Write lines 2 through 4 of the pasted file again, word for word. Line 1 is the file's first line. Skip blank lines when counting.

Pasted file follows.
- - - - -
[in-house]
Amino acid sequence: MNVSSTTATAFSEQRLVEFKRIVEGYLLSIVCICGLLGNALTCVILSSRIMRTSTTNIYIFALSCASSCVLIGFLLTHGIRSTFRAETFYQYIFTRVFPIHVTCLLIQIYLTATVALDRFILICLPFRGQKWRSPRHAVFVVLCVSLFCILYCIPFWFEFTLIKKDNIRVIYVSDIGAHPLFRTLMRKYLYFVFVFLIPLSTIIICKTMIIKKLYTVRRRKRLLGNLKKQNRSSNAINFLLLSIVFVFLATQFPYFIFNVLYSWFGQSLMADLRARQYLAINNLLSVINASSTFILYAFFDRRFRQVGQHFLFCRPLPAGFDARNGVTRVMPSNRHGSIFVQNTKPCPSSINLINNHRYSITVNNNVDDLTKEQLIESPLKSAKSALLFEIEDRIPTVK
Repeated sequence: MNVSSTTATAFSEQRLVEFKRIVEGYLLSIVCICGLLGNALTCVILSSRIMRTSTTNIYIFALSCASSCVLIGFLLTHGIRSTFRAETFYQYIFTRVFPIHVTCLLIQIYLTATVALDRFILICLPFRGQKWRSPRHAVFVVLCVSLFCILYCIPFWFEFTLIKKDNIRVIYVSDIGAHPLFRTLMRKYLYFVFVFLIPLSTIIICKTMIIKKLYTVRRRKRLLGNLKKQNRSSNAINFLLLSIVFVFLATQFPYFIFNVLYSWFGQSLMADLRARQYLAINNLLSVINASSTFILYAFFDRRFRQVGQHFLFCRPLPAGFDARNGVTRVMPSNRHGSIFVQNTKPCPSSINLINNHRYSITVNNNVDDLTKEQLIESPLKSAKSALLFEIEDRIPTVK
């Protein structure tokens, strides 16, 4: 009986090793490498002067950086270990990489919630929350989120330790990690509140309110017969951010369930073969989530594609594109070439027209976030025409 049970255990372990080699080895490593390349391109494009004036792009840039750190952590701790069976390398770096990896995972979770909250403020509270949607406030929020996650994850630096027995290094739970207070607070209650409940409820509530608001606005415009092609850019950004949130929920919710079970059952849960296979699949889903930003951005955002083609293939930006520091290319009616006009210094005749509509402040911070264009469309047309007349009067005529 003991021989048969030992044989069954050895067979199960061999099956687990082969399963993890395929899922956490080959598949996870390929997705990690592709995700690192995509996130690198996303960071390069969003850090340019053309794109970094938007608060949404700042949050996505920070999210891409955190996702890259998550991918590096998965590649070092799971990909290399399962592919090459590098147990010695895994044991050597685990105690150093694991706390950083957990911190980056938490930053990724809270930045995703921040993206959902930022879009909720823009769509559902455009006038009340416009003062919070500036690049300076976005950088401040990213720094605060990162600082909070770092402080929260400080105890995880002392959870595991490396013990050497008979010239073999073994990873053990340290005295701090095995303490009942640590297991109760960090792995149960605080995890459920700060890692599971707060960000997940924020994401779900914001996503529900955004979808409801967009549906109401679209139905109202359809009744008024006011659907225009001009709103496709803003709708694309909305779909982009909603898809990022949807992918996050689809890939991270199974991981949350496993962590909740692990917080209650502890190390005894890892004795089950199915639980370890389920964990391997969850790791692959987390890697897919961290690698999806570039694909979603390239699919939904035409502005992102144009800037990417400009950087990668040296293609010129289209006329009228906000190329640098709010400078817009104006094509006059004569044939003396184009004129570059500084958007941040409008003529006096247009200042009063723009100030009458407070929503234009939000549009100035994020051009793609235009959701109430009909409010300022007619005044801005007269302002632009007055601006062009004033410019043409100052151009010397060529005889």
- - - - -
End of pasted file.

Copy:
Amino acid sequence: MNVSSTTATAFSEQRLVEFKRIVEGYLLSIVCICGLLGNALTCVILSSRIMRTSTTNIYIFALSCASSCVLIGFLLTHGIRSTFRAETFYQYIFTRVFPIHVTCLLIQIYLTATVALDRFILICLPFRGQKWRSPRHAVFVVLCVSLFCILYCIPFWFEFTLIKKDNIRVIYVSDIGAHPLFRTLMRKYLYFVFVFLIPLSTIIICKTMIIKKLYTVRRRKRLLGNLKKQNRSSNAINFLLLSIVFVFLATQFPYFIFNVLYSWFGQSLMADLRARQYLAINNLLSVINASSTFILYAFFDRRFRQVGQHFLFCRPLPAGFDARNGVTRVMPSNRHGSIFVQNTKPCPSSINLINNHRYSITVNNNVDDLTKEQLIESPLKSAKSALLFEIEDRIPTVK
Repeated sequence: MNVSSTTATAFSEQRLVEFKRIVEGYLLSIVCICGLLGNALTCVILSSRIMRTSTTNIYIFALSCASSCVLIGFLLTHGIRSTFRAETFYQYIFTRVFPIHVTCLLIQIYLTATVALDRFILICLPFRGQKWRSPRHAVFVVLCVSLFCILYCIPFWFEFTLIKKDNIRVIYVSDIGAHPLFRTLMRKYLYFVFVFLIPLSTIIICKTMIIKKLYTVRRRKRLLGNLKKQNRSSNAINFLLLSIVFVFLATQFPYFIFNVLYSWFGQSLMADLRARQYLAINNLLSVINASSTFILYAFFDRRFRQVGQHFLFCRPLPAGFDARNGVTRVMPSNRHGSIFVQNTKPCPSSINLINNHRYSITVNNNVDDLTKEQLIESPLKSAKSALLFEIEDRIPTVK
């Protein structure tokens, strides 16, 4: 009986090793490498002067950086270990990489919630929350989120330790990690509140309110017969951010369930073969989530594609594109070439027209976030025409 049970255990372990080699080895490593390349391109494009004036792009840039750190952590701790069976390398770096990896995972979770909250403020509270949607406030929020996650994850630096027995290094739970207070607070209650409940409820509530608001606005415009092609850019950004949130929920919710079970059952849960296979699949889903930003951005955002083609293939930006520091290319009616006009210094005749509509402040911070264009469309047309007349009067005529 003991021989048969030992044989069954050895067979199960061999099956687990082969399963993890395929899922956490080959598949996870390929997705990690592709995700690192995509996130690198996303960071390069969003850090340019053309794109970094938007608060949404700042949050996505920070999210891409955190996702890259998550991918590096998965590649070092799971990909290399399962592919090459590098147990010695895994044991050597685990105690150093694991706390950083957990911190980056938490930053990724809270930045995703921040993206959902930022879009909720823009769509559902455009006038009340416009003062919070500036690049300076976005950088401040990213720094605060990162600082909070770092402080929260400080105890995880002392959870595991490396013990050497008979010239073999073994990873053990340290005295701090095995303490009942640590297991109760960090792995149960605080995890459920700060890692599971707060960000997940924020994401779900914001996503529900955004979808409801967009549906109401679209139905109202359809009744008024006011659907225009001009709103496709803003709708694309909305779909982009909603898809990022949807992918996050689809890939991270199974991981949350496993962590909740692990917080209650502890190390005894890892004795089950199915639980370890389920964990391997969850790791692959987390890697897919961290690698999806570039694909979603390239699919939904035409502005992102144009800037990417400009950087990668040296293609010129289209006329009228906000190329640098709010400078817009104006094509006059004569044939003396184009004129570059500084958007941040409008003529006096247009200042009063723009100030009458407070929503234009939000549009100035994020051009793609235009959701109430009909409010300022007619005044801005007269302002632009007055601006062009004033410019043409100052151009010397060529005889």